Background CD137 (4-1BB) is a powerful T cell co-stimulatory molecule belonging to the TNF receptor superfamily, which promotes cytotoxic T cell survival and memory formation upon CD137L ligation. CD137 has become an attractive immuno-oncology therapeutic target with multiple agonistic antibodies in clinical trials, including urelumab and utomilumab, with promising response in combination with anti-PD1 immunotherapies such as nivolumab. Clinical applications of CD137 agonistic antibodies are hampered, however, by dose-limiting off-tumor liver toxicity (urelumab) or lower efficacy (utomilumab). The cause of liver toxicity is reported primarily to be due to Fcγ receptor mediated cross linking;1–3 CD137 agonistic antibodies may also trigger hepatotoxicity through activation of IL-27 secreting liver Kupffer cells and monocytes.4 The remaining challenge in decoupling efficacy from liver toxicity is the lack of preclinical mouse models which can be used to assess both efficacy and the immune-related adverse events (irAE) of human CD137 agonistic antibodies.
Methods To mimic the clinical outcomes of urelumab, we utilized humanized CD137 knock-in mice in Balb/c background (Balb/c CD137 HuGEMM) to evaluate its efficacy with CT26.WT syngeneic tumors. Liver toxicity was analyzed by monitoring fasting serum ALT/AST levels at different time points.
Results Urelumab showed moderate anti-tumor response at the dose level of 5 mg/kg, while serum ALT/AST levels showed no difference compared to isotype control suggesting that, due to the different binding capacity of the human IgG4 Fc domain to mouse FcγR, the human version of the agonistic antibody cannot fully recapitulate its effect on HuGEMM mice. Therefore, a chimeric antibody with mouse IgG1 Fc domain (urelumab-mIgG1) was created to dissect the potential role of FcγR mediated cross linking on both efficacy and liver toxicity; an urelumab-mIgG1-DANA variant with D265A/N297A mutation to abolish Fc effector function was also included as a dominant negative control. We found that urelumab-mIgG1 showed further enhanced efficacy compared to urelumab alone through FcγR mediated cross linking, while urelumab-mIgG-DANA showed compromised anti-tumor response. With regards to liver toxicity, urelumab-mIgG1 caused chronic liver inflammation and hepatocyte damage indicated by immune cell infiltration in the liver and significantly elevated serum ALT levels, which was abolished by the urelumab-mIgG1-DANA variant. The study also compared urelumab treatment in CD137 HuGEMM head-to-head with the mouse surrogate agonistic antibody (3H3) in wild-type BALB/c mice. 3H3 showed robust tumor growth inhibition as well as dramatic ALT elevation.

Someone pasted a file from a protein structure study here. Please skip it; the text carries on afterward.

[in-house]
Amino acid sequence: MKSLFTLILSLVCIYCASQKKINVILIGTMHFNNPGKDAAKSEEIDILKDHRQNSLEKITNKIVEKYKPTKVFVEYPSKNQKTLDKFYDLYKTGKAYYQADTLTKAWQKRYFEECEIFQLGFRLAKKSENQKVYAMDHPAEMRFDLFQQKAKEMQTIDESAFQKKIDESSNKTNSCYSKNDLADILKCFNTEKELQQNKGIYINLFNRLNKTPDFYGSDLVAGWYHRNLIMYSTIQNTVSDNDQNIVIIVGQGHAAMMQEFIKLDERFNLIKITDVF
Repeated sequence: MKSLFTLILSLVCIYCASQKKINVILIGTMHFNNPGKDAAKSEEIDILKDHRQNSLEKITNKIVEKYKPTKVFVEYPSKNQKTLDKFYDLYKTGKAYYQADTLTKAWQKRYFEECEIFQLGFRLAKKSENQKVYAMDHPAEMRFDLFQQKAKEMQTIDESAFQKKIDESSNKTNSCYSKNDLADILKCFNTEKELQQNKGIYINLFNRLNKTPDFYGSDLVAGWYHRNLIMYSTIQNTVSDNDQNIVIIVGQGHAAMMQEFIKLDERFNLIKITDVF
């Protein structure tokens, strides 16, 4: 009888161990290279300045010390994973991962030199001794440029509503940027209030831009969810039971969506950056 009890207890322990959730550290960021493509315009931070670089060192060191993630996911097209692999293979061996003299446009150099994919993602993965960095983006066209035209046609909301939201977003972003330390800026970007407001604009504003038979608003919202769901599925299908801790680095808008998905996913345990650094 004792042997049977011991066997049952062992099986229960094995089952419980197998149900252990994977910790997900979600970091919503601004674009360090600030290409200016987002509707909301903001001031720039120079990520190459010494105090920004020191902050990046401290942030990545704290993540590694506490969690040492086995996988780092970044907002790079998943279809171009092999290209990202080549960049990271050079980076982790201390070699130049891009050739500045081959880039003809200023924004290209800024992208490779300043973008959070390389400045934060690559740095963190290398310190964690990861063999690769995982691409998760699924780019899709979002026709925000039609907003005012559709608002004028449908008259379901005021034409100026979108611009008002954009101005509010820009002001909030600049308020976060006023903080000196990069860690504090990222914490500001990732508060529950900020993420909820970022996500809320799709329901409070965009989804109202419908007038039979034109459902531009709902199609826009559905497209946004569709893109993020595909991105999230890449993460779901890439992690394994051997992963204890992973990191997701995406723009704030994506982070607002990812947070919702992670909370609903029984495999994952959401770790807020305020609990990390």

Conclusions We faithfully recapitulated the clinically observed tumor growth inhibition and liver toxicity of urelumab by using a chimeric version of urelumab in CD137 HuGEMM, indicating the importance of both the mouse model and antibody version in evaluation of efficacy and irAE.
Ethics Approval Animal experiments were conducted in accordance with animal welfare law, approved by local authorities, and in accordance with the ethical guidelines of CrownBio (Taicang).
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